What this Halloween was turned out to be more like what would have happened had the events of the first movie been so traumatic, so abhorrent, that they distorted time and sent the villain off into parallel universes to wreak his havoc in multiple timelines. As if aware of this, and since John Carpenter and Debra Hill's original spawned masses of imitators, who was to say it was not an accurate summation, this forty years later direct sequel to their initial efforts contained references to all the other entries, as if they were trying to break through into this universe and reassert themselves just as Michael was placing his stamp on the lives of those he intersected with.

This movie's main asset was Curtis, and on the publicity campaign trail she would tell anyone who listened that it was the first major horror of the Me Too movement, and she had a point, as it featured a trio of women, three generations of Strodes (Curtis, Judy Greer and newcomer Andi Matichak), who were mad as Hell and not going to take being victimised by some monstrous maniac anymore. In that way, Curtis had tapped into what the majority of slashers could lay claim to, asserting the heroic female over the sexist male, though of course not every sexist male turns to murder, but many do turn to violence. Naturally, that did not apply so much to the female killers in slasher movies, but in the main the recurring baddies in these efforts were male, your Michael, your Jason, your Freddy, and so on. By rendering this explicit here, it had genuine resonance.

Not that this sequel eclipsed the first one - except in box office revenue, where it became the second most successful horror of all time, behind the previous year's adaptation of Stephen King's IT, and it was very much in debt to the deceptively simple ideas in Carpenter and Hill's concepts, even to the point of restaging key shots and scenes from a different point of view. So it was not exactly its own entity, not as much as it had been if it was unconnected to the Halloween franchise, but how could it have been? The source was one of the touchstones of horror, a real classic, and director David Gordon Green was intent on paying tribute to a lasting premise (there was even a nod to odd man out Halloween III: The Season of the Witch in there). For that reason, it could come across as a shade too much in thrall to its predecessors, but that was a quibble, some would call this derivative, fans would call it a vital reboot, but whichever it was, it succeeded on those terms and built on them to craft a truly current chiller for the twenty-tens. And Carpenter returned to assist on the music as well as producing.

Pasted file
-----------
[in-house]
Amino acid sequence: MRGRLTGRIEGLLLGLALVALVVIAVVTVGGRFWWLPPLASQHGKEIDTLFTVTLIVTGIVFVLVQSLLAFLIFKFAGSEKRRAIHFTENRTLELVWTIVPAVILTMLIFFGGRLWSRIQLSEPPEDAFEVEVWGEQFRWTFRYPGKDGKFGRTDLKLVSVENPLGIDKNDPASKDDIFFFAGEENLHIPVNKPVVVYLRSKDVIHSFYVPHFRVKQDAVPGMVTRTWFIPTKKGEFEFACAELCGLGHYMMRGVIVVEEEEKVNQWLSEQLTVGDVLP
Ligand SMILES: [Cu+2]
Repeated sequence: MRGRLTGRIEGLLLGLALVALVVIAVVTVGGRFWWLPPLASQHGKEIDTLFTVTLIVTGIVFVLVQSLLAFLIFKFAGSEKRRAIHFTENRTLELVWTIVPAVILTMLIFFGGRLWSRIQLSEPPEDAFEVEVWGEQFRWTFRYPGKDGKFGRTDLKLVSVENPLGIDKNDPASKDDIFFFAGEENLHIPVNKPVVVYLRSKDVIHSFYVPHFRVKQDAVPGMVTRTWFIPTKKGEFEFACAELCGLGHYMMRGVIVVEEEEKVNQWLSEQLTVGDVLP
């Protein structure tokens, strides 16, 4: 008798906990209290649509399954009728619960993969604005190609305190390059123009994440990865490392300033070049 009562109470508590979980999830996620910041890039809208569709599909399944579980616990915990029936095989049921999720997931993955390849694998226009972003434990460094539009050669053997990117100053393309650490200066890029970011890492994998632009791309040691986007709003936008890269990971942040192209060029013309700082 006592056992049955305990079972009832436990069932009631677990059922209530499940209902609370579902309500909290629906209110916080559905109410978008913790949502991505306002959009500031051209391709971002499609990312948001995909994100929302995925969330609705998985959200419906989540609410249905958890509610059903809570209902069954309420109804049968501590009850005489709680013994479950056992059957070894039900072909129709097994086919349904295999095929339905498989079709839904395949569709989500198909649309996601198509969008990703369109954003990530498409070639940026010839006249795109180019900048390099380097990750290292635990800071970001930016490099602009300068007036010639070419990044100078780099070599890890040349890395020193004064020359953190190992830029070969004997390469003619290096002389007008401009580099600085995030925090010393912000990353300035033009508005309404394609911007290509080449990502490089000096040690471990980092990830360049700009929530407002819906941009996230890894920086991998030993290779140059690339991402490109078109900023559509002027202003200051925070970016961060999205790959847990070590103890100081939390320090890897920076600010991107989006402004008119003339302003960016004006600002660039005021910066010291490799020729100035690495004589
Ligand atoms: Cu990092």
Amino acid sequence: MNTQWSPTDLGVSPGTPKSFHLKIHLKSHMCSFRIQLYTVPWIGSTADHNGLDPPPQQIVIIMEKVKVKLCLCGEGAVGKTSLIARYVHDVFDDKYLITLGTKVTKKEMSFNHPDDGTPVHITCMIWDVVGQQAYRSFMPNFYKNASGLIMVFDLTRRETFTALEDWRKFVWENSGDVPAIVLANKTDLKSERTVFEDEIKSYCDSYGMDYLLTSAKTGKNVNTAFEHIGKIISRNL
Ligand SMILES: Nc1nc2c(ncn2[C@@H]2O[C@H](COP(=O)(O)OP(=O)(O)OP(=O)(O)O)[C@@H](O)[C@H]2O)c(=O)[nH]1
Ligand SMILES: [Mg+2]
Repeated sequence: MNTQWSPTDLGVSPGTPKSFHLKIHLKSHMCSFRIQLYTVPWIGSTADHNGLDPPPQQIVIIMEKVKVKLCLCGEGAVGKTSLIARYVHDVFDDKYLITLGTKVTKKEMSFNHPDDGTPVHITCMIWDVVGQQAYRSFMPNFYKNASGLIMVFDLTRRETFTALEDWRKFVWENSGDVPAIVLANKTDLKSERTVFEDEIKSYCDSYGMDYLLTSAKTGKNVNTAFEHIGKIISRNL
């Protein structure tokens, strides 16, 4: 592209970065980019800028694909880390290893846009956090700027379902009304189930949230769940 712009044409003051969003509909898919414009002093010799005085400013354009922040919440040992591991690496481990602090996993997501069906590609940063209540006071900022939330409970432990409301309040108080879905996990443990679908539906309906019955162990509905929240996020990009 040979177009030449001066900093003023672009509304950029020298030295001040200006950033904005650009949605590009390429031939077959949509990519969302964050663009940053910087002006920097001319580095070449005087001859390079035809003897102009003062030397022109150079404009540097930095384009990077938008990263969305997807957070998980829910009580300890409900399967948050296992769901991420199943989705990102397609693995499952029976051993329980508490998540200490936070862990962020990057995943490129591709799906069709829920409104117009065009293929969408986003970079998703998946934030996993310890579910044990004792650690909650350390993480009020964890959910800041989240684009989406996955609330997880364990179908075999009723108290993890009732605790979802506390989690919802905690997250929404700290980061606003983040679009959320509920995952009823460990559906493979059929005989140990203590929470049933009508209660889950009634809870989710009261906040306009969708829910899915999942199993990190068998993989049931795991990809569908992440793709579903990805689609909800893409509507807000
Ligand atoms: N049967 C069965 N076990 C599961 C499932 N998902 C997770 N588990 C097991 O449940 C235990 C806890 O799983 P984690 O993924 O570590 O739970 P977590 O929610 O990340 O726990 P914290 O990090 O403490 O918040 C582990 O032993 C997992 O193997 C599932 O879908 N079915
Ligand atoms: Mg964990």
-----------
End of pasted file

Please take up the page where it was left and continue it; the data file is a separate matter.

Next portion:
Reviewer: Graeme Clark

 

This review has been viewed 376 time(s).

As a member you could Rate this film

 

David Gordon Green  (1975 - )

American indie director with a strong visual sense. Film school graduate Green made a big impression with his debut film, the powerful drama George Washington, while 2003's All the Real Girls was similarly well-received. An unexpected change of pace appeared when he directed stoner comedy Pineapple Express, the largest success of his career to that point, following it up with the widely reviled Your Highness. In contrast, the acclaimed Joe represented a return to his indie drama roots. After a lot of series television, he enjoyed his biggest hit with the 2018 Halloween sequel.

 
Review Comments (0)


Untitled 1

Login
  Username:
 
  Password:
 
   
 
Forgotten your details? Enter email address in Username box and click Reminder. Your details will be emailed to you.
   

Latest Poll
Which star is the best at shouting?
Arnold Schwarzenegger
Brian Blessed
Tiffany Haddish
Steve Carell
Olivia Colman
Captain Caveman
Sylvester Stallone
Gerard Butler
Samuel L. Jackson
Bipasha Basu
   
 
   

Recent Visitors
Graeme Clark
Andrew Pragasam
Darren Jones
  Rachel Franke
Enoch Sneed
Paul Smith
Paul Shrimpton
  Desbris M
   

 

Last Updated: